2018’s eco­nomic driv­ers and spoil­ers

Philippine Daily Inquirer - - OPINION - Dindo Man­hit is pres­i­dent of Strat­base ADR In­sti­tute. DINDO MAN­HIT

Eco­nomic mo­men­tum slowed down in the third quar­ter of 2018, with the un­der­per­for­mance of agri­cul­ture and the un­prece­dented in­crease in in­fla­tion, along with weaker ex­ports and de­clin­ing com­pet­i­tive­ness, be­com­ing growth spoil­ers.

The third-quar­ter growth rate at 6.1 per­cent was the slow­est since 2015. This brought the av­er­age growth rate to 6.3 per­cent. To reach the gov­ern­ment’s low-end tar­get of 6.5 per­cent for 2018, the eco­nomic man­agers were hop­ing the econ­omy would grow by 7 per­cent in the last quar­ter.

After a strong per­for­mance in 2017, ex­ports con­tracted by 1.2 per­cent from Jan­uary to Oc­to­ber 2018. Elec­tronic prod­ucts, the coun­try’s main ex­ports, con­tin­ued to grow, but failed to off­set the con­trac­tions in al­most all other top com­modi­ties, such as other man­u­fac­tured goods, ma­chin­ery and trans­port equip­ment, ig­ni­tion wiring sets, min­eral prod­ucts and co­conut oil. Ba­nana ex­ports, how­ever, in­creased by 17.5 per­cent for the first 10 months of 2018, with in­creased re­ceipts from China.

Ex­porters at­trib­uted the con­trac­tion to both in­ter­nal and ex­ter­nal fac­tors, such as the higher costs of raw ma­te­ri­als and pro­duc­tion re­sult­ing from in­creased salaries, the US-China trade war, volatile global oil prices and the gov­ern­ment’s tax re­form pro­gram. Im­ports, on the other hand, ex­panded by 16.8 per­cent for the first 10 months of 2018, with the in­creased in­flow of cap­i­tal goods and raw ma­te­ri­als and in­ter­me­di­ate goods.

For­eign di­rect in­vest­ments have so far been the big­gest con­trib­u­tor to growth, grow­ing by more than 24 per­cent in the first three quar­ters of 2018—higher than the 6.9-per­cent growth rate for the same pe­riod in 2017.

While the gov­ern­ment re­mains op­ti­mistic that the coun­try will reach at least 6.7 per­cent in 2019 be­cause of the midterm elec­tions in May, an in­ter­na­tional credit rat­ing agency and some mul­ti­lat­eral lend­ing in­sti­tu­tions have down­graded their Philip­pine growth fore­casts for 2018 and 2019. The World Bank trimmed its growth pro­jec­tions to 6.4 per­cent from 6.5 per­cent in 2018, and to 6.5 per­cent from 6.7 per­cent for 2019. Fitch So­lu­tions, on the other hand, low­ered its fore­cast for gross do­mes­tic prod­uct growth to 6.2 per­cent in 2018, and to 6.1 per­cent for 2019, from the pre­vi­ous 6.3 per­cent. The Asian De­vel­op­ment Bank also re­vised its ini­tial ex­pec­ta­tions from 6.8 per­cent to 6.4 per­cent in 2018, and from 6.9 per­cent to 6.7 per­cent for 2019.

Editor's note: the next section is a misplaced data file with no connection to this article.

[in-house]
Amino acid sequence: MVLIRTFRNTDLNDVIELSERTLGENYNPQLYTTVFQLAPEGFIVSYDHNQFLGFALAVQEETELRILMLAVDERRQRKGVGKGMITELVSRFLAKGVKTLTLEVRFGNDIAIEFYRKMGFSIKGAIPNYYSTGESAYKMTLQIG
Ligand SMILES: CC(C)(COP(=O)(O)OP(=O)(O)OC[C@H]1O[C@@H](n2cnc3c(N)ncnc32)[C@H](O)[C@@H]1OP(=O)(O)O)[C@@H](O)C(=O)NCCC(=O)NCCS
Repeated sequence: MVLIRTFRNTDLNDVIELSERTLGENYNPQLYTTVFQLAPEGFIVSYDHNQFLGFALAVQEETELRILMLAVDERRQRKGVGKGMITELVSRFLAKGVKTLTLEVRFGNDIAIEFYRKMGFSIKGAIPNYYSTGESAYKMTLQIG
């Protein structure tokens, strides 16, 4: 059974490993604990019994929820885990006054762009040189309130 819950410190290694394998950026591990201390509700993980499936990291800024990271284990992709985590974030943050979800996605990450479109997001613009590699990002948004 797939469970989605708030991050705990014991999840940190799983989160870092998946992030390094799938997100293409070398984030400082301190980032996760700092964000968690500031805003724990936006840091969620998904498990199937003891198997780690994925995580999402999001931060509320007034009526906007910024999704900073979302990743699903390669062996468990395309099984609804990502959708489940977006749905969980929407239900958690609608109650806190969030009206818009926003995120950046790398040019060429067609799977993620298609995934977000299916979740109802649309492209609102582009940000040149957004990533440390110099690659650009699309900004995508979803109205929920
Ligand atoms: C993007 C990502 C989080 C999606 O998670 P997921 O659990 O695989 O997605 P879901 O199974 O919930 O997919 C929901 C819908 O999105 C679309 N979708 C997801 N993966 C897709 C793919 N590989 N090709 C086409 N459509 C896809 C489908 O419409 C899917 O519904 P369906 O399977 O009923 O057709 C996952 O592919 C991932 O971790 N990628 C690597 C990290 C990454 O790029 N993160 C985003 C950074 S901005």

The eco­nomic man­agers’ op­ti­mism is an­chored on the leg­isla­tive re­forms they have been push­ing, and the pos­i­tive de­vel­op­ments in the global oil mar­ket. The pas­sage of the Rice Tar­if­fi­ca­tion Bill and the Ease of Do­ing Busi­ness Act, and the ap­proval of the 11th For­eign In­vest­ment Neg­a­tive List, are cru­cial re­forms that can bring back the econ­omy on track. The Rice Tar­if­fi­ca­tion mea­sure is aimed at re­duc­ing rice prices by up to P7 per kilo. Mean­while, the Ease of Do­ing Busi­ness Act and the 11th For­eign In­vest­ment Neg­a­tive List are ex­pected to im­prove in­vestor con­fi­dence and the busi­ness en­vi­ron­ment.

The eco­nomic slow­down in 2018 was a wake-up call for the Duterte ad­min­is­tra­tion. The sit­u­a­tion has sta­bi­lized some­what, but it re­mains a chal­lenge to the coun­try’s eco­nomic man­agers, busi­ness sec­tor and pol­i­cy­mak­ers that the econ­omy re­quires con­stant boosts in pro­duc­tiv­ity. More­over, there is a need to ur­gently ad­dress struc­tural weak­nesses that have ham­pered sus­tained growth, among them low agri­cul­tural pro­duc­tiv­ity, weak ex­port growth and an un­di­ver­si­fied ex­port base.

The World Bank has rec­om­mended that the Philip­pines fo­cus on three ar­eas of re­forms: im­prov­ing mar­ket com­pe­ti­tion through reg­u­la­tory re­forms, sim­pli­fy­ing reg­u­la­tions for trade and in­vest­ments, and re­duc­ing la­bor mar­ket rigidi­ties and costs.

The pos­i­tive po­si­tion­ing for an eco­nom­i­cally pro­duc­tive year lies in be­tween reg­u­la­tion and non reg­u­la­tion, in be­tween state and mar­ket col­lab­o­ra­tion. The ex­pan­sion of mar­ket forces can be fa­cil­i­tated di­rectly by gov­ern­ment poli­cies, which open in­sti­tu­tional and ter­ri­to­rial lev­els of en­gage­ment where ac­tion-ori­ented re­sponses to eco­nomic gov­er­nance can be re­al­ized. How­ever, only with a con­sis­tent pol­icy en­vi­ron­ment will big in­vest­ments for jobcre­at­ing en­ter­prises thrive.


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